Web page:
As a doctoral student, my research focuses on interplay between lipids shed by pathogens, such as pathogenic Mycobacterium Tuberculosis (MTB), and their lysosomal targets for sustaining intracellular latency and preventing imminent destruction.
Previous work in our group revealed an unexpected yet stark similarity between tuberculosis infection and a rare lysosomal storage disorder, Neimann-Pick Disease, Type C.
According to this model, free lipids shed by pathogenic mycobacteria inhibit a lysosomal transmembrane protein, NPC1, to prevent phagosome: lysosome fusion which is required for clearance of the pathogens. In addition, inhibition of this protein leads to accumulation of myriads of lipids including cholesterol and sphingosine to be utilized as a carbon source by the invading pathogen, as well as leading to defects in calcium release from acidic organelles, which in turn is essential for cellular cargo sorting, including pathogen clearance.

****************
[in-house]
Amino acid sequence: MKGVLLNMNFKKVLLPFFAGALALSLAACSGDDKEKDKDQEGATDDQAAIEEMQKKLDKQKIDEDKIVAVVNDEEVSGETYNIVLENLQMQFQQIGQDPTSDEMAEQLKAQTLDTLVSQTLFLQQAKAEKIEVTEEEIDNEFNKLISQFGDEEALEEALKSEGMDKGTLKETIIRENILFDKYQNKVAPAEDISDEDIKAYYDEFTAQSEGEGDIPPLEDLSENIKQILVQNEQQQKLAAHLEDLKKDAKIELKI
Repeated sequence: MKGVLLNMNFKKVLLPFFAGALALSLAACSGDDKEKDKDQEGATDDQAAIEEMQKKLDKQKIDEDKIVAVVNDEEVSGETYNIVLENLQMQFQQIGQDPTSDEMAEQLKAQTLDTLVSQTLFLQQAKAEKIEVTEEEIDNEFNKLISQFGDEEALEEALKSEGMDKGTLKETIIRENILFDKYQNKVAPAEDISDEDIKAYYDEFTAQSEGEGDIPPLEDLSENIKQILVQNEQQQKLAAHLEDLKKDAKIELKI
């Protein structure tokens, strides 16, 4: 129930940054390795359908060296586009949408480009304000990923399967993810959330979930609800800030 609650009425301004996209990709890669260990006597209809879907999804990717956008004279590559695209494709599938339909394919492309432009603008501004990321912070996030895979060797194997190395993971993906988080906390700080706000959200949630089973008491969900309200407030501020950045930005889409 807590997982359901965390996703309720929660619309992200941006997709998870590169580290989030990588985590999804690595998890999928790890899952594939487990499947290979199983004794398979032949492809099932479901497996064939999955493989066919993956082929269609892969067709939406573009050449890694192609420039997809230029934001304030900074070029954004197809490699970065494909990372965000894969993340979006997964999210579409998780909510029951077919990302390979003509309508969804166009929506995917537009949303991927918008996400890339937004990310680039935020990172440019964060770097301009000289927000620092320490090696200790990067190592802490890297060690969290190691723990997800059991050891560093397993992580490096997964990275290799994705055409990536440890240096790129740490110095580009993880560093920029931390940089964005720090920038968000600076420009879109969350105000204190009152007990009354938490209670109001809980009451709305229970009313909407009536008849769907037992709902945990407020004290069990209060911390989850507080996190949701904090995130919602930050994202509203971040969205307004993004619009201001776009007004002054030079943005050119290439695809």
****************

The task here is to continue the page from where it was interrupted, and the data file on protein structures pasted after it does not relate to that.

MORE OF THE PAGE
Building on this newly emerging host-mediated paradigm which span lysosomal storage and infectious diseases research , my main aim is to elucidate the pathogen lipids which are most potent in NPC1 inhibition, that can later be exploited as therapeutic targets.
I also have an interest in stability of lysosomal membranes and its repercussions in normal physiology and pathological states.